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Parliamentary Standing Committee on Public Works
12/06/2013
Redevelopment and construction of housing for Defence at Samford Road, Enoggera, Brisbane, Queensland

FOSTER, Mr Bryan, Development Manager, Defence Housing Australia

GALLAGHER, Mr Vernon, General Manager, External Relations, Defence Housing Australia

HASLAM, Mr Owen, Senior Urban Planner, JFP Urban Consultants Pty Ltd

HOWMAN, Mr Peter, Managing Director, Defence Housing Australia

NARAYANASAMY, Mr Raja, Project Director, Defence Housing Australia

WATSON, Mr Richard, Director and Traffic Engineer, TTM Consulting Pty Ltd

WHITEOAK, Mr Scott, Director, Ellivo Architects

YOUNG, Ms Andrea, Principal, Andrea Young Planning Consultants

Committee met at 14:44.

CHAIR ( Ms K Livermore ): I declare open this public hearing of the Parliamentary Standing Committee on Public Works into the proposed redevelopment and construction of housing for Defence at Samford Road, Enoggera, Brisbane, Queensland. We have before us the representatives of Defence Housing Australia and their consultants. Although the committee does not require you to give evidence under oath, I should advise you that these hearings are formal proceedings of the parliament. Consequently they warrant the same respect as proceedings of the parliament itself. I remind witnesses that giving false or misleading evidence is a serious matter and may be regarded as contempt of parliament. Would you like to make some opening remarks before we proceed to questions?

Mr Howman : Yes, thank you. On behalf of Defence Housing Australia I would like to thank the committee for the opportunity to provide an overview of DHA's submission about our development site at Samford Road. We thankfully had the opportunity, with the weather earlier on today, to go to the site and have a look at the site, and we saw the close proximity to the base and also how it sits on Samford Road. The objective is to demolish the current seven two-storey brick and weatherboard houses that have dated and do not meet Defence requirements. It is proposed to replace the current townhouses with seven new townhouses and 48 apartments, 18 of which will be three-bedroom and 30 of which will be two-bedroom, all to be occupied by Defence members and their families. DHA does not propose to sell any of these to the open marketplace in our sale and lease-back program or our disposal program.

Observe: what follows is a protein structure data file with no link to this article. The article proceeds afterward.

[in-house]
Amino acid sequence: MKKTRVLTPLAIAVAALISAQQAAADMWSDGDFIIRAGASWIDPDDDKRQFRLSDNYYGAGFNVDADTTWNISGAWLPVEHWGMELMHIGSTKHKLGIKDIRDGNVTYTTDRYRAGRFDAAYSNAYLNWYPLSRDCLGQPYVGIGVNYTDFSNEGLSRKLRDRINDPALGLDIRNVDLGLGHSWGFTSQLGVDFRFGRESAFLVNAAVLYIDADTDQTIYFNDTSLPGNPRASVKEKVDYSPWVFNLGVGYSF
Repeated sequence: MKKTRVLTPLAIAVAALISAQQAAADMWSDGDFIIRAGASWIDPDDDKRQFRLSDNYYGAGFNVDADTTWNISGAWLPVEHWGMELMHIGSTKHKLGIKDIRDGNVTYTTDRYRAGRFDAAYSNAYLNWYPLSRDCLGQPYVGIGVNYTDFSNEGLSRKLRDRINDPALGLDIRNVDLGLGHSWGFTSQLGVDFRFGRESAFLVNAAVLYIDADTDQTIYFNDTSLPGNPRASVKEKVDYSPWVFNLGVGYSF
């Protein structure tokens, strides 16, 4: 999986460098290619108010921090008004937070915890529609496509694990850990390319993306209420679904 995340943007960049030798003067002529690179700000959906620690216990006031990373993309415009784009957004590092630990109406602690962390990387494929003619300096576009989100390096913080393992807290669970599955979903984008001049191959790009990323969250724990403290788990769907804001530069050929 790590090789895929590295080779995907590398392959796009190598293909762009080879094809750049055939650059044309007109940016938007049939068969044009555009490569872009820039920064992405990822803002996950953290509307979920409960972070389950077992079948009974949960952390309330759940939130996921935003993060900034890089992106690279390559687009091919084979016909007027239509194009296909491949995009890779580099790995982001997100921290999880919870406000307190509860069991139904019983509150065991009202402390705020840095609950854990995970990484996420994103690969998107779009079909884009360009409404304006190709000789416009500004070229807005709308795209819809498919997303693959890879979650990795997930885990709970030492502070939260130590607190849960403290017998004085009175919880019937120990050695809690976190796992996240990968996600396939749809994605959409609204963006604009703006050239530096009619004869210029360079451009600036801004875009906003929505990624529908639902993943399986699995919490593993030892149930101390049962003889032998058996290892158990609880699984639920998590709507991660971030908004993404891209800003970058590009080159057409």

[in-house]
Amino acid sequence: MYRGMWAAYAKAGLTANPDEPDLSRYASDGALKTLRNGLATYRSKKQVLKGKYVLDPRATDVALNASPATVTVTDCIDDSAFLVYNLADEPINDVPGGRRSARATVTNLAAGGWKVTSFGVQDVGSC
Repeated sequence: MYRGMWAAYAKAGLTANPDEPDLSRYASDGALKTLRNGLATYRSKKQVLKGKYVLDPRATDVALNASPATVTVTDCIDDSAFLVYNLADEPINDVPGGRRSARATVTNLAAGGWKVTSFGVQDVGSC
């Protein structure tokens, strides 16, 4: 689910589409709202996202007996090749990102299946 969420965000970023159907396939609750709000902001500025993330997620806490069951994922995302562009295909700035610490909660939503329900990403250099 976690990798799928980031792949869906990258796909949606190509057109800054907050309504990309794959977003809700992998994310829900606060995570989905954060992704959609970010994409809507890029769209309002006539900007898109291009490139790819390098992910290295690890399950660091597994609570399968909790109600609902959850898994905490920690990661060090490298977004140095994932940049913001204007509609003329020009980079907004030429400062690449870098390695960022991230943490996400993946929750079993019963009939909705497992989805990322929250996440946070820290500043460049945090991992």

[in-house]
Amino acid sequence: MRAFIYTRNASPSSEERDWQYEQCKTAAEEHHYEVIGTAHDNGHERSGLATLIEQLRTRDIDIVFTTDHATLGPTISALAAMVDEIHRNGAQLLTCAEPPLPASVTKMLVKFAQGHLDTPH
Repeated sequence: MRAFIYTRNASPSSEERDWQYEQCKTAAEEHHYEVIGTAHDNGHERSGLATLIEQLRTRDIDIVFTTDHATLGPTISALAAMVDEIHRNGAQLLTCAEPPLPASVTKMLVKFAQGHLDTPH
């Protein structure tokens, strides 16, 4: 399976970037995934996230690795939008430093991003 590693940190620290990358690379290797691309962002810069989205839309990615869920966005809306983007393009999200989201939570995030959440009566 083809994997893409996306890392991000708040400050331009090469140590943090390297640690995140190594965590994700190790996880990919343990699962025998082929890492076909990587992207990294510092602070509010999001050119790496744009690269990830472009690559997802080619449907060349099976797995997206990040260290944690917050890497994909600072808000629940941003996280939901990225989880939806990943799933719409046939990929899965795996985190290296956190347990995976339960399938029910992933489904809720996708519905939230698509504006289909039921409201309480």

I would like to table a letter, if I may, from the local member for Ashgrove, Mr Campbell Newman MP. He says here: 'I have been advised by my staff that DHA is making every effort to reduce the impact of construction on residents. I am also pleased to hear that DHA has consulted with those in the immediate area. To date there has been no negative feedback provided to my Ashgrove office regarding this project. That letter came in after our submission went in.

Urban infill is a much more complicated project than greenfield developments, as you saw this morning at Warner. However, these types of projects are needed to provide a range of accommodation for Defence members and their families. Over 40 per cent of Defence members with dependants posted to Enoggera have no children, with another 20 per cent who we are looking after for housing having only one child. Many of these members are satisfied with their higher density living in line with the community standards.

DHA has worked closely with the Brisbane City Council over an 18-month period to get this design right. It will be a medium-to-high-density development. This density is justified by the excellent location next door to Gallipoli Barracks, with a bus stop directly out the front of Gaythorne Railway Station across the road. The council has granted a development approval, and DHA is ready to commence work. That DA—development approval—is in our submission as one of the attachments. All meetings with the Brisbane City Council confirm the view of DHA and our town planner that an increase in traffic as a result of this development would be minimal.

We have taken advice from Defence Families of Australia on what is required in these townhouses and apartments. They advise two car park spaces per unit—our development has 124 car park spaces, giving two per unit and 14 for visitors; strong noise reduction measures, which I can talk to during this hearing; additional storage; and reorientation of windows and balconies so that most apartments overlook the secure internal play areas.

In addition to meeting with the Brisbane City Council and Defence Families of Australia, DHA had a comprehensive social and cultural plan prepared by Buckley Vann. This report concludes that, due to the moderate scale of the development and the number of people to be accommodated on the site, the development is not likely to have any significant impact on local services and facilities. Naturally, there will be a positive economic benefit to local businesses due to the increased number of families in the area.

The most topical issue pertaining to the proposed development was raised by Gaythorne and Mitchelton Urban Taskforce, or GAMUT. It relates to its longstanding complaints about traffic flow and congestion in the vicinity of Gallipoli Barracks, Enoggera. In particular, GAMUT is concerned with Defence traffic traversing the minor streets in Gaythorne and Mitchelton to gain entry to Gallipoli Barracks. The Department of Transport and Main Roads is committed to significantly upgrading the Wardell-Samford Road intersection, which we saw this morning as we turned onto Samford Road; we saw those works already underway at that intersection. However, these works are several hundred metres south of our development and are unrelated to our development.